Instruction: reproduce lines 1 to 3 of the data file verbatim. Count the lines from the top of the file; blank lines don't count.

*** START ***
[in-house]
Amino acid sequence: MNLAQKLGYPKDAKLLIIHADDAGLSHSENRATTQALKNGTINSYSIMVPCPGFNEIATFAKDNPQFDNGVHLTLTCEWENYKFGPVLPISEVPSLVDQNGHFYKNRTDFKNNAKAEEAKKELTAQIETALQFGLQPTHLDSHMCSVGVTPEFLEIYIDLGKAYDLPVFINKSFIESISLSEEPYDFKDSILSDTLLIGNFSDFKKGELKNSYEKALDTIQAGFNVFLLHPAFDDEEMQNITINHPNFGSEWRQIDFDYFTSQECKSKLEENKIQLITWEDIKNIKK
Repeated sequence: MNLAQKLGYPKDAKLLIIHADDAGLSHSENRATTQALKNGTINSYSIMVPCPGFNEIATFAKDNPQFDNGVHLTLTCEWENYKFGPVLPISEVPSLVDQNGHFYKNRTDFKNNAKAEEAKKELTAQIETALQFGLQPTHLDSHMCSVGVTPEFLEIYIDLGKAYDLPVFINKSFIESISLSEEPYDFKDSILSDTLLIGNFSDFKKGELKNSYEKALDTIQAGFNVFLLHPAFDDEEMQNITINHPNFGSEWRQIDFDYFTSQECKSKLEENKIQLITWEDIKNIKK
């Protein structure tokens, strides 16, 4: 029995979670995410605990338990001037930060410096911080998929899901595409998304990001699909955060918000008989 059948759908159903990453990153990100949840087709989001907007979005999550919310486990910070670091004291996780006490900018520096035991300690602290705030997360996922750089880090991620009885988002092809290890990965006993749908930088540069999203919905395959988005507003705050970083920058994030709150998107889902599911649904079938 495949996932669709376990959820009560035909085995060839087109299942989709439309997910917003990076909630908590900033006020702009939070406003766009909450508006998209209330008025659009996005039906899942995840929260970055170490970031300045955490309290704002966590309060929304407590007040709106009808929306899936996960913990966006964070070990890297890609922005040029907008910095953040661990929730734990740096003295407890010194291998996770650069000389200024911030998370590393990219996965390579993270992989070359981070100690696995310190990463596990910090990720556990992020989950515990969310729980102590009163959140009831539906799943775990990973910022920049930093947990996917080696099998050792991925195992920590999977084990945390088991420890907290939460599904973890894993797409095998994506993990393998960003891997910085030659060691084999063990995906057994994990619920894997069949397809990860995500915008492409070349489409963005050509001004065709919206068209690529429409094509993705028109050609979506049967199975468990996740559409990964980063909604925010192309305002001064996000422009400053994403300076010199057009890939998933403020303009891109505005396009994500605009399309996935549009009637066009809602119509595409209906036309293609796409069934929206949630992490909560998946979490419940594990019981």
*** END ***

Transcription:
[in-house]
Amino acid sequence: MNLAQKLGYPKDAKLLIIHADDAGLSHSENRATTQALKNGTINSYSIMVPCPGFNEIATFAKDNPQFDNGVHLTLTCEWENYKFGPVLPISEVPSLVDQNGHFYKNRTDFKNNAKAEEAKKELTAQIETALQFGLQPTHLDSHMCSVGVTPEFLEIYIDLGKAYDLPVFINKSFIESISLSEEPYDFKDSILSDTLLIGNFSDFKKGELKNSYEKALDTIQAGFNVFLLHPAFDDEEMQNITINHPNFGSEWRQIDFDYFTSQECKSKLEENKIQLITWEDIKNIKK
Repeated sequence: MNLAQKLGYPKDAKLLIIHADDAGLSHSENRATTQALKNGTINSYSIMVPCPGFNEIATFAKDNPQFDNGVHLTLTCEWENYKFGPVLPISEVPSLVDQNGHFYKNRTDFKNNAKAEEAKKELTAQIETALQFGLQPTHLDSHMCSVGVTPEFLEIYIDLGKAYDLPVFINKSFIESISLSEEPYDFKDSILSDTLLIGNFSDFKKGELKNSYEKALDTIQAGFNVFLLHPAFDDEEMQNITINHPNFGSEWRQIDFDYFTSQECKSKLEENKIQLITWEDIKNIKK